-Iowa's Supreme Court retention election looks like it could be pretty close. Right now 37% of voters say they plan to keep David Wiggins in office, while 43% say they're inclined to remove him. With 20% of voters still undecided it could go either way, but Republicans (65%) are more committed to removing him right now than Democrats (59%) are to keeping him.

-Looking ahead to 2014 Terry Branstad has the best approval numbers we've found for him since he took office with 51% of voters happy with the job he's doing to 33% who disapprove. He leads a generic Democrat 53-34. Tom Harkin could be vulnerable in 2014. His approval numbers are split down the middle at 40% and he leads a generic Republican foe only 45-42. Chuck Grassley continues to be the most popular politician in the state with a 54/28 approval rating.

State specific notes from New Hampshire:

-Just like in Iowa Obama is winning the independent vote, 51/45 in this case. But there's been a considerable up tick in voters identifying themselves as Republicans in the state over the last month, fueling Romney's overall slight lead.

-Democratic Maggie Hassan is holding on to a narrow advantage over Republican foe Ovide Lamontagne in the Governor's race, 45/43. She has a positive 41/39 favorability rating, while Lamontagne is unpopular with voters in the state who give him a 41/45 spread. Hassan is both winning independents (45/37) and benefiting from a more unified party base with 85% of Democrats supporting her to 79% of Republicans who are behind Lamontagne.

-John Lynch has a 62/25 approval rating, making him the most popular Governor in the country that we've polled this year. Kelly Ayotte (48/35) has a better approval rating than Jeanne Shaheen (46/39), but Shaheen leads a generic Republican opponent for reelection in 2014 48/42.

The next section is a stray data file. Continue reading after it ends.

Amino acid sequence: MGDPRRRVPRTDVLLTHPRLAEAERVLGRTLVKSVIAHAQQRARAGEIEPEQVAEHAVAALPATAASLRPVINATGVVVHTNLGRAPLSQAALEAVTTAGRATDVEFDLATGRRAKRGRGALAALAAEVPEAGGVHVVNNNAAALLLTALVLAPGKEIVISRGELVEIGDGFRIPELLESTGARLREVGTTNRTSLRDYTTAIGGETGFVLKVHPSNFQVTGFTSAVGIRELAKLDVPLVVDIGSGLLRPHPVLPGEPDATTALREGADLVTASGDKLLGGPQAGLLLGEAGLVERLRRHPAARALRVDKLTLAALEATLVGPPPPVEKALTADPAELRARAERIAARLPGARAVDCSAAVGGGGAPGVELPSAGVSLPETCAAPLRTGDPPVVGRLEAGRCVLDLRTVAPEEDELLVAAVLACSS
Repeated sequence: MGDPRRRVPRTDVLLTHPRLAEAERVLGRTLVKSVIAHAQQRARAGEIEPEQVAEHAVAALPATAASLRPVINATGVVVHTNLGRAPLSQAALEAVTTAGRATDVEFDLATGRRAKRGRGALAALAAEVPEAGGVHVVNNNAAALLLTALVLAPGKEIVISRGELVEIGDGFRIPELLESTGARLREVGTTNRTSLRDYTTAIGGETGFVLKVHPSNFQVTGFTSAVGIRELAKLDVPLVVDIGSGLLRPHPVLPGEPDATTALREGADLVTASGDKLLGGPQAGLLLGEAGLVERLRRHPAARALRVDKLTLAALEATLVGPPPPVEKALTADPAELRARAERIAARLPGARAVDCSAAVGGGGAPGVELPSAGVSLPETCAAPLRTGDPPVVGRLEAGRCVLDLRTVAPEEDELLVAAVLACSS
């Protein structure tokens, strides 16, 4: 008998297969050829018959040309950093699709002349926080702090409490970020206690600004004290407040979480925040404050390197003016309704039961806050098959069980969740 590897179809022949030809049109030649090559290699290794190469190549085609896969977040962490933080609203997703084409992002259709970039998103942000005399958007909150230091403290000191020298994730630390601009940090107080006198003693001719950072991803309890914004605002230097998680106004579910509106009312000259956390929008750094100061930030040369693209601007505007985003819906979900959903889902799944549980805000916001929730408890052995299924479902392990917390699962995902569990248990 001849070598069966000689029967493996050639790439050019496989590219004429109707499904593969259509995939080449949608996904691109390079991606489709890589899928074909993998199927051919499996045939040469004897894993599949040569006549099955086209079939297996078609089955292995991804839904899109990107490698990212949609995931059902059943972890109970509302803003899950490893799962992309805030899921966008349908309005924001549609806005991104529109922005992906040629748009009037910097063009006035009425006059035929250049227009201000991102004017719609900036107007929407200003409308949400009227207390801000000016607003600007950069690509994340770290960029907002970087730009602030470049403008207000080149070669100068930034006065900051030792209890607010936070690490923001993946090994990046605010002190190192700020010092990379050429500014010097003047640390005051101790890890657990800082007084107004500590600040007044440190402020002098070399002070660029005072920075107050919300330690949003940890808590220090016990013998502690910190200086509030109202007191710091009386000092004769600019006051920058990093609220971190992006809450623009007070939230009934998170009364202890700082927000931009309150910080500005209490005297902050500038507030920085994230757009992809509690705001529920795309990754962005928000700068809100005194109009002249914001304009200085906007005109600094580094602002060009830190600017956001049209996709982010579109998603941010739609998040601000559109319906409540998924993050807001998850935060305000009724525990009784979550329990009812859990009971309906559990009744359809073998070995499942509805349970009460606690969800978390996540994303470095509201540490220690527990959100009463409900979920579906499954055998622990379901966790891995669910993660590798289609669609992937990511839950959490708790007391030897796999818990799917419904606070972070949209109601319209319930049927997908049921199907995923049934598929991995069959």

This analysis is also available on our website:

I’m not attaching the full results because the file is so large, but you can see those here:


Republicans Try to Keep Libertarian Gary Johnson Off the Iowa Ballot 

Romney Supporters File Challenge Urging Secretary of State to Exclude Libertarian Nominees from the Ballot in November

August 27, 2012, Tampa, Fla.  Jay Kramer, a Mitt Romney campaign supporter from Washington, D.C., filed a challenge on Friday to keep Libertarian candidate for President, Gov. Gary Johnson, from appearing on the Iowa ballot in November. The Romney campaign hired the Des Moines-based Nyemaster Goode PC for the challenge, which will be heard by Iowa Secretary of State Matt Schultz on Monday at 3 p.m. 


"This is clearly a setup," said the Johnson campaign's attorney, Alicia Dearn. "The Libertarian Party had 2,000 petition signatures and should have been on the ballot without challenge, as they have always done in the past. But Republican Iowa Secretary of State Schultz — in violation of longstanding Iowa law — rejected the petition and required the Johnson campaign to caucus at the state fair. There, the Romney campaign surveilled the Johnson campaign's activities for the sole purpose of bringing this eleventh-hour challenge," Dearn said. 


The Romney campaign's challenge was filed Friday afternoon and set for a hearing on Monday afternoon. The 106-page challenge includes photographs of Johnson supporters asking fair-goers to support having Gov. Johnson and the Libertarian Party offered as a choice on the ballot. The Republicans' challenge claims that the state fair signatures should be thrown out because the signers are not Libertarians.


"The challenge is legally frivolous," asserts Dearn. "You don't have to be a registered Libertarian to want a third choice on the ballot. Iowans deserve to choose for themselves who to vote for, which is why Gov. Johnson should be on the ballot." 


Unlike many other states, Iowa has a perfect history of allowing third-party candidates onto the ballot.


"Iowa is one of the very few states that has never kept a general election presidential candidate off its ballot," said ballot-access historian Richard Winger. "It is a policy that saves money and work for elections officials, because Iowa doesn't need to tally write-in votes for presidential candidates when all such significant candidates are on the ballot."


According to Dearn, the Romney campaign is using similar tactics to keep Gov. Johnson off the ballot in Michigan and Pennsylvania.